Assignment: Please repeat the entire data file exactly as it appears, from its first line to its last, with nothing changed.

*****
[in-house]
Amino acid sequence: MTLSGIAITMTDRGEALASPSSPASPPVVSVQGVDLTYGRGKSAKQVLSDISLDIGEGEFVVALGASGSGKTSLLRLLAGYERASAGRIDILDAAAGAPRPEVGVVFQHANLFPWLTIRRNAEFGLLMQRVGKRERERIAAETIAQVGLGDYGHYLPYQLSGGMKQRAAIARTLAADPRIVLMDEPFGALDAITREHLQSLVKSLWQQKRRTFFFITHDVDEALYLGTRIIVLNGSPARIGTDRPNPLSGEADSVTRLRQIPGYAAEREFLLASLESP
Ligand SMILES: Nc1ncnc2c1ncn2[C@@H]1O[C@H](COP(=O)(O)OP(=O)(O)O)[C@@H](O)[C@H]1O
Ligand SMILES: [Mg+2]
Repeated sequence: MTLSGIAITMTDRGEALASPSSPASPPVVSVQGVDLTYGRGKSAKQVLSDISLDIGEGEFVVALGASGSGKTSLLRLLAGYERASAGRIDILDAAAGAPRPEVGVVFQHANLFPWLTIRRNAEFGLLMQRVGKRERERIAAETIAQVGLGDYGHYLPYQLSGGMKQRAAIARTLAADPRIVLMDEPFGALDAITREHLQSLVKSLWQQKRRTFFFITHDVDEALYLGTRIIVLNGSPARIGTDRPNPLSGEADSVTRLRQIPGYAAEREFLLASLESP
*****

[in-house]
Amino acid sequence: MTLSGIAITMTDRGEALASPSSPASPPVVSVQGVDLTYGRGKSAKQVLSDISLDIGEGEFVVALGASGSGKTSLLRLLAGYERASAGRIDILDAAAGAPRPEVGVVFQHANLFPWLTIRRNAEFGLLMQRVGKRERERIAAETIAQVGLGDYGHYLPYQLSGGMKQRAAIARTLAADPRIVLMDEPFGALDAITREHLQSLVKSLWQQKRRTFFFITHDVDEALYLGTRIIVLNGSPARIGTDRPNPLSGEADSVTRLRQIPGYAAEREFLLASLESP
Ligand SMILES: Nc1ncnc2c1ncn2[C@@H]1O[C@H](COP(=O)(O)OP(=O)(O)O)[C@@H](O)[C@H]1O
Ligand SMILES: [Mg+2]
Repeated sequence: MTLSGIAITMTDRGEALASPSSPASPPVVSVQGVDLTYGRGKSAKQVLSDISLDIGEGEFVVALGASGSGKTSLLRLLAGYERASAGRIDILDAAAGAPRPEVGVVFQHANLFPWLTIRRNAEFGLLMQRVGKRERERIAAETIAQVGLGDYGHYLPYQLSGGMKQRAAIARTLAADPRIVLMDEPFGALDAITREHLQSLVKSLWQQKRRTFFFITHDVDEALYLGTRIIVLNGSPARIGTDRPNPLSGEADSVTRLRQIPGYAAEREFLLASLESP